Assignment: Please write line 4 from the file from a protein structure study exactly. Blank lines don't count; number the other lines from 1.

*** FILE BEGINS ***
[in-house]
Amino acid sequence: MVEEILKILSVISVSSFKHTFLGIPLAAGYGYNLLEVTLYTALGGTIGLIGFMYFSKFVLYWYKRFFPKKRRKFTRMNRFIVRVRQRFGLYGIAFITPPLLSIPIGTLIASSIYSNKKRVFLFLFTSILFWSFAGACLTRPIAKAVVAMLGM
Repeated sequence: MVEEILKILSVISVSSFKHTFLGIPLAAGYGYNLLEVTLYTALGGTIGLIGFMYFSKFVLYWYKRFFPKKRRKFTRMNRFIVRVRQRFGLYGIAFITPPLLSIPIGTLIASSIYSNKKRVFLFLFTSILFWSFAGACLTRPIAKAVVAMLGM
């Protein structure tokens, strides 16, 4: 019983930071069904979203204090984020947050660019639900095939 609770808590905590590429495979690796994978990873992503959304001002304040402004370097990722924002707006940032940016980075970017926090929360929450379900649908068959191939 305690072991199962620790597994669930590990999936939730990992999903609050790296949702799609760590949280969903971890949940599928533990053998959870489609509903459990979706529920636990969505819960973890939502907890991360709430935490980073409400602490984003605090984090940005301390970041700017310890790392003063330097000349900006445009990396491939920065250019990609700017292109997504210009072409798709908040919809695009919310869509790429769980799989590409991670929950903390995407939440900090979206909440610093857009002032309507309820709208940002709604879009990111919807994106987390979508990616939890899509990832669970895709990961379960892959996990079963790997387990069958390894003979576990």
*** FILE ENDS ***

């Protein structure tokens, strides 16, 4: 019983930071069904979203204090984020947050660019639900095939 609770808590905590590429495979690796994978990873992503959304001002304040402004370097990722924002707006940032940016980075970017926090929360929450379900649908068959191939 305690072991199962620790597994669930590990999936939730990992999903609050790296949702799609760590949280969903971890949940599928533990053998959870489609509903459990979706529920636990969505819960973890939502907890991360709430935490980073409400602490984003605090984090940005301390970041700017310890790392003063330097000349900006445009990396491939920065250019990609700017292109997504210009072409798709908040919809695009919310869509790429769980799989590409991670929950903390995407939440900090979206909440610093857009002032309507309820709208940002709604879009990111919807994106987390979508990616939890899509990832669970895709990961379960892959996990079963790997387990069958390894003979576990």